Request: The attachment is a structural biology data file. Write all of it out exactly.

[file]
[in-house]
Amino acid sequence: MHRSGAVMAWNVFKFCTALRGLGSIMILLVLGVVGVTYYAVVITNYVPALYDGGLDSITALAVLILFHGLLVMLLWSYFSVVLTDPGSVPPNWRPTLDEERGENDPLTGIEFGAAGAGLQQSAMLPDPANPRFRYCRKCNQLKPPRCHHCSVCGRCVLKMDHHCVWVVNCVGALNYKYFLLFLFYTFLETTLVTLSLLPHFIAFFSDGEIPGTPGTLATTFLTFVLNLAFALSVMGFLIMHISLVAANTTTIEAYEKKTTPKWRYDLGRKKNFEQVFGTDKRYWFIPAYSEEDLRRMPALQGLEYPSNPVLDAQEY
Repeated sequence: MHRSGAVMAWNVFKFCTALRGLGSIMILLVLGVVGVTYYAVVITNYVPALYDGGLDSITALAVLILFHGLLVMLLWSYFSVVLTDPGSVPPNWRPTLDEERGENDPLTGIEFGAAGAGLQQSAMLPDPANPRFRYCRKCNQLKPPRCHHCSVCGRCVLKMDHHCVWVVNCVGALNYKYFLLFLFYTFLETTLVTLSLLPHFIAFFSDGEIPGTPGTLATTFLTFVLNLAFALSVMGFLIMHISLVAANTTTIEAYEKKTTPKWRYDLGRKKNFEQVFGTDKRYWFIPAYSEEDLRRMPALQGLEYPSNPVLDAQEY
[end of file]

[in-house]
Amino acid sequence: MHRSGAVMAWNVFKFCTALRGLGSIMILLVLGVVGVTYYAVVITNYVPALYDGGLDSITALAVLILFHGLLVMLLWSYFSVVLTDPGSVPPNWRPTLDEERGENDPLTGIEFGAAGAGLQQSAMLPDPANPRFRYCRKCNQLKPPRCHHCSVCGRCVLKMDHHCVWVVNCVGALNYKYFLLFLFYTFLETTLVTLSLLPHFIAFFSDGEIPGTPGTLATTFLTFVLNLAFALSVMGFLIMHISLVAANTTTIEAYEKKTTPKWRYDLGRKKNFEQVFGTDKRYWFIPAYSEEDLRRMPALQGLEYPSNPVLDAQEY
Repeated sequence: MHRSGAVMAWNVFKFCTALRGLGSIMILLVLGVVGVTYYAVVITNYVPALYDGGLDSITALAVLILFHGLLVMLLWSYFSVVLTDPGSVPPNWRPTLDEERGENDPLTGIEFGAAGAGLQQSAMLPDPANPRFRYCRKCNQLKPPRCHHCSVCGRCVLKMDHHCVWVVNCVGALNYKYFLLFLFYTFLETTLVTLSLLPHFIAFFSDGEIPGTPGTLATTFLTFVLNLAFALSVMGFLIMHISLVAANTTTIEAYEKKTTPKWRYDLGRKKNFEQVFGTDKRYWFIPAYSEEDLRRMPALQGLEYPSNPVLDAQEY